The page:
Labor Log: Who swings first at Jeremy Jacobs if 30 owners/700 players meet?


Quite an interesting day, dear readers, on the NHL labor front.

Nobody should have expected anything different from federal mediators, who essentially threw their hands in the air after two days of conversations with the NHL and NHLPA. Given the ideological divide between owners and players, it is hard to blame the kind souls at the Federal Mediation & Conciliation Service for getting out of this mess.

Hey, at this point, who among us wouldn’t if we could?

The statements (and cue “Live With Me” by the Rolling Stones  ):

NHL deputy commissioner Bill Daly:

“Today, we concluded two days of mediation with FMCS mediators and representatives of the NHL Players’ Association.  could be made through further mediation at this point in time.  We are disappointed that the mediation After spending several hours with both sides over two days, the presiding mediators concluded that the parties remained far apart, and that no progress toward a resolution process was not successful.”

NHLPA executive director Don Fehr:

“Today, players and NHLPA staff, along with representatives of the league, concluded a second day of mediation under the auspices of the FMCS.  This afternoon, the mediators informed the parties that they did not think it was productive to continue the discussions further today.  The mediators indicated that they would stay in contact with the league and the NHLPA, and would call the parties back together when they thought the time was right.”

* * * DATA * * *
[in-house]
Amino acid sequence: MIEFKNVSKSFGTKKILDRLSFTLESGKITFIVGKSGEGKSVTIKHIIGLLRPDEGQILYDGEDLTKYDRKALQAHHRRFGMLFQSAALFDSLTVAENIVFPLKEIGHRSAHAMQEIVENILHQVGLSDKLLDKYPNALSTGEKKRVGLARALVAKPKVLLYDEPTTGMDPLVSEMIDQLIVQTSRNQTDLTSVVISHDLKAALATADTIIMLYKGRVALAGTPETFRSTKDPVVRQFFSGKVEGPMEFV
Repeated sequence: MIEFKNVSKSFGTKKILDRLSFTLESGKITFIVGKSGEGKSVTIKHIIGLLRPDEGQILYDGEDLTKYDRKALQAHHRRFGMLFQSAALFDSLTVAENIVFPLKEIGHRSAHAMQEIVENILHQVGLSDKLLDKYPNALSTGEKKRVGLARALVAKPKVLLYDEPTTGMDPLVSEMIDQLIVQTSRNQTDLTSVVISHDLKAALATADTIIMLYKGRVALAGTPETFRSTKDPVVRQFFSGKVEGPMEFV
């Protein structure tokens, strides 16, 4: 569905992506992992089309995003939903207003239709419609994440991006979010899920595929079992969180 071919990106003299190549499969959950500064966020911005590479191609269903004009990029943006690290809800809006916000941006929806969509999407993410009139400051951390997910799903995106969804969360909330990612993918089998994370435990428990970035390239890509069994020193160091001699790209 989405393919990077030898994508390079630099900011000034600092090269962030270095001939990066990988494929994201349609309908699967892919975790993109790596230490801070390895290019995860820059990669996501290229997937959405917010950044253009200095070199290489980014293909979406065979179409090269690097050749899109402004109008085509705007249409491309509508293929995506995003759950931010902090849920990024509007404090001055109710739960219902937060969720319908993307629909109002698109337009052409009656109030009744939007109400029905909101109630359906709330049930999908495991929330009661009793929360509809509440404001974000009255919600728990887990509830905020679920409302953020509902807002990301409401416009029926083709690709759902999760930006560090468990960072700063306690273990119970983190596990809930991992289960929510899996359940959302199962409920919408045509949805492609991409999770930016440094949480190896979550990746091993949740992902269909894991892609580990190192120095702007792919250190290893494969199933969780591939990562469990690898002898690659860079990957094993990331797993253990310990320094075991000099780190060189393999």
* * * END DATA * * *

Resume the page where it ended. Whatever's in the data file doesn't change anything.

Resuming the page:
Of course, the wow-gosh-bang development from Thursday was the NHL’s offer to let players and owners meet without league/union executives in the room.

Daly declined comment when pressed if all owners would be allowed in that meeting, and here is hoping nobody really pushes for every NHL owner to be in that room.

Then again, 30 owners (or their reps) and 700-plus players, all in the same room, with all this animosity between some of them – yeah, that could be “Dark Knight Rises” stuff; far better than an exploding Heinz Field, surely.

There is no reason for the NHLPA to accept this offer, period. And, as a few players said via text late Thursday, there is no way the union will approve such a meeting.

Though, it would be great if more owners’ voices were heard. The lockout negotiations have not included moderates (Penguins, Red Wings, Sabres), some lesser-revenue clubs (Hurricanes, Blues, Islanders), and some big-money boys (Rangers, Canadiens) into the talks with players.

Also, really, at this point, wouldn’t it be fascinating just to see what the Flyers would say?

Even if the NHL agrees to broaden the group of owners who are allowed to speak to players during this lockout, it might not be enough to change anything given the league bylaws that essentially allow a minority of eight owners to rule.

This offer by the NHL has the feel of tossing spaghetti against the wall – then again, nothing else is working, so why not?

There is a real sense among NHL officials, team personnel and union players that the season is close to being lost. Again.

Anything is worth a try, but not a meeting without Fehr or commissioner Gary Bettman in the room.

The union hired Fehr for a reason, and that was to negotiate this deal. The owners employ Bettman for many reasons, but to do this deal is the biggest reason.

Both of those guys should be in the room. So should 30 club player reps, and 30 owners or their reps.

That would be a good idea.

A battle royal of owners and players without anybody to keep the peace – yeah, that ends well.

(Would be interesting to see which side takes a swing at Boston owner Jeremy Jacobs first, though, right? )